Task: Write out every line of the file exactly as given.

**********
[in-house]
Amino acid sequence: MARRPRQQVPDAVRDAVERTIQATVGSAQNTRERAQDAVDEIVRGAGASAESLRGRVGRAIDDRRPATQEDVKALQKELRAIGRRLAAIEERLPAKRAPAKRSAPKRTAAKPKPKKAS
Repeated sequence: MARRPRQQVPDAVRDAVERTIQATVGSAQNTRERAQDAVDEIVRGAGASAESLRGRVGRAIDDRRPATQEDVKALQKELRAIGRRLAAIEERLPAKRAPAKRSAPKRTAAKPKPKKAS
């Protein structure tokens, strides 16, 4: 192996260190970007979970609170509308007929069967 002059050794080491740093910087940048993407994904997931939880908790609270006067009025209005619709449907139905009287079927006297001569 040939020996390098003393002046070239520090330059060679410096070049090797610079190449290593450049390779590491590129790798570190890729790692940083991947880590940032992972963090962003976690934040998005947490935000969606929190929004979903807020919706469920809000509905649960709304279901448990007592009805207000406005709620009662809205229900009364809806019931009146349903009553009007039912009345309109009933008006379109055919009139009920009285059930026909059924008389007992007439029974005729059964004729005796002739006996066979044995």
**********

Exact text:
[in-house]
Amino acid sequence: MARRPRQQVPDAVRDAVERTIQATVGSAQNTRERAQDAVDEIVRGAGASAESLRGRVGRAIDDRRPATQEDVKALQKELRAIGRRLAAIEERLPAKRAPAKRSAPKRTAAKPKPKKAS
Repeated sequence: MARRPRQQVPDAVRDAVERTIQATVGSAQNTRERAQDAVDEIVRGAGASAESLRGRVGRAIDDRRPATQEDVKALQKELRAIGRRLAAIEERLPAKRAPAKRSAPKRTAAKPKPKKAS
């Protein structure tokens, strides 16, 4: 192996260190970007979970609170509308007929069967 002059050794080491740093910087940048993407994904997931939880908790609270006067009025209005619709449907139905009287079927006297001569 040939020996390098003393002046070239520090330059060679410096070049090797610079190449290593450049390779590491590129790798570190890729790692940083991947880590940032992972963090962003976690934040998005947490935000969606929190929004979903807020919706469920809000509905649960709304279901448990007592009805207000406005709620009662809205229900009364809806019931009146349903009553009007039912009345309109009933008006379109055919009139009920009285059930026909059924008389007992007439029974005729059964004729005796002739006996066979044995």